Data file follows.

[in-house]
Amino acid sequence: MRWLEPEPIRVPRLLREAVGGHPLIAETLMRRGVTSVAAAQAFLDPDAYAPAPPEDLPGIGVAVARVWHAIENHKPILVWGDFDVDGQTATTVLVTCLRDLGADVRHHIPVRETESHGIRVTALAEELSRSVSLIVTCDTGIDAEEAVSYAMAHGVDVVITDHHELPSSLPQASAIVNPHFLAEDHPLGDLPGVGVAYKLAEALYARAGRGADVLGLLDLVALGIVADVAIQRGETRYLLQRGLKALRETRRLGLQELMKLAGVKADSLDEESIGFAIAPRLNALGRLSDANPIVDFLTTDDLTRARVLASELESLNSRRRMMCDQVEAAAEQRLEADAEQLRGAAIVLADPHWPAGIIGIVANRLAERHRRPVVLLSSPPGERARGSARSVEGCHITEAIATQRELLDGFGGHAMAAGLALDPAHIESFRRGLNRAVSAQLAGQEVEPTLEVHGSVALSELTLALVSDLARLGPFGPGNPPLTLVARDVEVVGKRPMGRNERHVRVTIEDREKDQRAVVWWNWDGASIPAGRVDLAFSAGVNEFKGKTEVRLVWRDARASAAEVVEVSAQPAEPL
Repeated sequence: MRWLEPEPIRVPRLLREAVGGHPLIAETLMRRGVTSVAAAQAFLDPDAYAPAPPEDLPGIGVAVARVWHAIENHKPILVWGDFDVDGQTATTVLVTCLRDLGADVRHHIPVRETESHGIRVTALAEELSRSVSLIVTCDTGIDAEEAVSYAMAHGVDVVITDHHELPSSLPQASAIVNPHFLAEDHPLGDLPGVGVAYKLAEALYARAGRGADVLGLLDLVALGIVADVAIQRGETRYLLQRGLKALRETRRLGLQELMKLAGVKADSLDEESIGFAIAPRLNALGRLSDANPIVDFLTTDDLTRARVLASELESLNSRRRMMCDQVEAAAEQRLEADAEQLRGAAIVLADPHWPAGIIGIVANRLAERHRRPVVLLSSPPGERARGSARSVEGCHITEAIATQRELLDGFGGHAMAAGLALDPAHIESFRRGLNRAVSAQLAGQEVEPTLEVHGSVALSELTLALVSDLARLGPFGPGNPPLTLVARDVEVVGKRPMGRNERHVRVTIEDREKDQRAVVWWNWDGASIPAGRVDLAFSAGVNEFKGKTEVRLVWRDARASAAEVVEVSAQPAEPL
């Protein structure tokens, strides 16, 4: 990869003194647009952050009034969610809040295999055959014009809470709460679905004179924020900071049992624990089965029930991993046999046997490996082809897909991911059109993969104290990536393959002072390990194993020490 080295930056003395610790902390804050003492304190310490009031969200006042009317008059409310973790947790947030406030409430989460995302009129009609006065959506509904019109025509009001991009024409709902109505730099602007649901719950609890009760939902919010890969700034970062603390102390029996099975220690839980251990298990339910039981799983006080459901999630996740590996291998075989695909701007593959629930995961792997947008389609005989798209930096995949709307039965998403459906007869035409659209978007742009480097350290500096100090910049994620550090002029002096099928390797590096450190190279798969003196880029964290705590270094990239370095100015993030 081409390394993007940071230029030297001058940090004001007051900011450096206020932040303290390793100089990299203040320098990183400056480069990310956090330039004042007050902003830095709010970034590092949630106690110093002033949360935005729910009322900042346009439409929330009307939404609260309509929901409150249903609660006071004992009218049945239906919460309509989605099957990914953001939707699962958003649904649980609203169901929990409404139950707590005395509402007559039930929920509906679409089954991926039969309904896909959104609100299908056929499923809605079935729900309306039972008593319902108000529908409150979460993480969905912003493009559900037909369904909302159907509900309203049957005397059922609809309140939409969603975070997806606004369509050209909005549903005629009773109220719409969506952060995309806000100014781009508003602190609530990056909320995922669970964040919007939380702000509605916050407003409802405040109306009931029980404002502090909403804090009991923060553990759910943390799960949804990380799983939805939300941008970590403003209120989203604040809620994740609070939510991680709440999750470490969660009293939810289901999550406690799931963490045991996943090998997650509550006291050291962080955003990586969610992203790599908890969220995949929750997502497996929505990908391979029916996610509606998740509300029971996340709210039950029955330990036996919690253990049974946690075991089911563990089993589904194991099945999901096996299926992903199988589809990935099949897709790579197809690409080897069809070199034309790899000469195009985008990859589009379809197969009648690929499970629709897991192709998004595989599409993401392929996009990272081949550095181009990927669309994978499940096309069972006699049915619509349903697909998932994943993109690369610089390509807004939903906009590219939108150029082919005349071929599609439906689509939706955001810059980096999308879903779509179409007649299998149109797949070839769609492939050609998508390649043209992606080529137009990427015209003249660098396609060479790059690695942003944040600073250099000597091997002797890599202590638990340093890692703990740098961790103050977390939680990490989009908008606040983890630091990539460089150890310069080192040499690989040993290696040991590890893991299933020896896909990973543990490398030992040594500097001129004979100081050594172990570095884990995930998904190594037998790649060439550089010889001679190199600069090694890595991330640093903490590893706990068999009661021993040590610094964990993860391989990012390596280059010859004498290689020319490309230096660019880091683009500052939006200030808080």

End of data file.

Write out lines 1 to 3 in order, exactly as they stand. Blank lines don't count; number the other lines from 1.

[in-house]
Amino acid sequence: MRWLEPEPIRVPRLLREAVGGHPLIAETLMRRGVTSVAAAQAFLDPDAYAPAPPEDLPGIGVAVARVWHAIENHKPILVWGDFDVDGQTATTVLVTCLRDLGADVRHHIPVRETESHGIRVTALAEELSRSVSLIVTCDTGIDAEEAVSYAMAHGVDVVITDHHELPSSLPQASAIVNPHFLAEDHPLGDLPGVGVAYKLAEALYARAGRGADVLGLLDLVALGIVADVAIQRGETRYLLQRGLKALRETRRLGLQELMKLAGVKADSLDEESIGFAIAPRLNALGRLSDANPIVDFLTTDDLTRARVLASELESLNSRRRMMCDQVEAAAEQRLEADAEQLRGAAIVLADPHWPAGIIGIVANRLAERHRRPVVLLSSPPGERARGSARSVEGCHITEAIATQRELLDGFGGHAMAAGLALDPAHIESFRRGLNRAVSAQLAGQEVEPTLEVHGSVALSELTLALVSDLARLGPFGPGNPPLTLVARDVEVVGKRPMGRNERHVRVTIEDREKDQRAVVWWNWDGASIPAGRVDLAFSAGVNEFKGKTEVRLVWRDARASAAEVVEVSAQPAEPL
Repeated sequence: MRWLEPEPIRVPRLLREAVGGHPLIAETLMRRGVTSVAAAQAFLDPDAYAPAPPEDLPGIGVAVARVWHAIENHKPILVWGDFDVDGQTATTVLVTCLRDLGADVRHHIPVRETESHGIRVTALAEELSRSVSLIVTCDTGIDAEEAVSYAMAHGVDVVITDHHELPSSLPQASAIVNPHFLAEDHPLGDLPGVGVAYKLAEALYARAGRGADVLGLLDLVALGIVADVAIQRGETRYLLQRGLKALRETRRLGLQELMKLAGVKADSLDEESIGFAIAPRLNALGRLSDANPIVDFLTTDDLTRARVLASELESLNSRRRMMCDQVEAAAEQRLEADAEQLRGAAIVLADPHWPAGIIGIVANRLAERHRRPVVLLSSPPGERARGSARSVEGCHITEAIATQRELLDGFGGHAMAAGLALDPAHIESFRRGLNRAVSAQLAGQEVEPTLEVHGSVALSELTLALVSDLARLGPFGPGNPPLTLVARDVEVVGKRPMGRNERHVRVTIEDREKDQRAVVWWNWDGASIPAGRVDLAFSAGVNEFKGKTEVRLVWRDARASAAEVVEVSAQPAEPL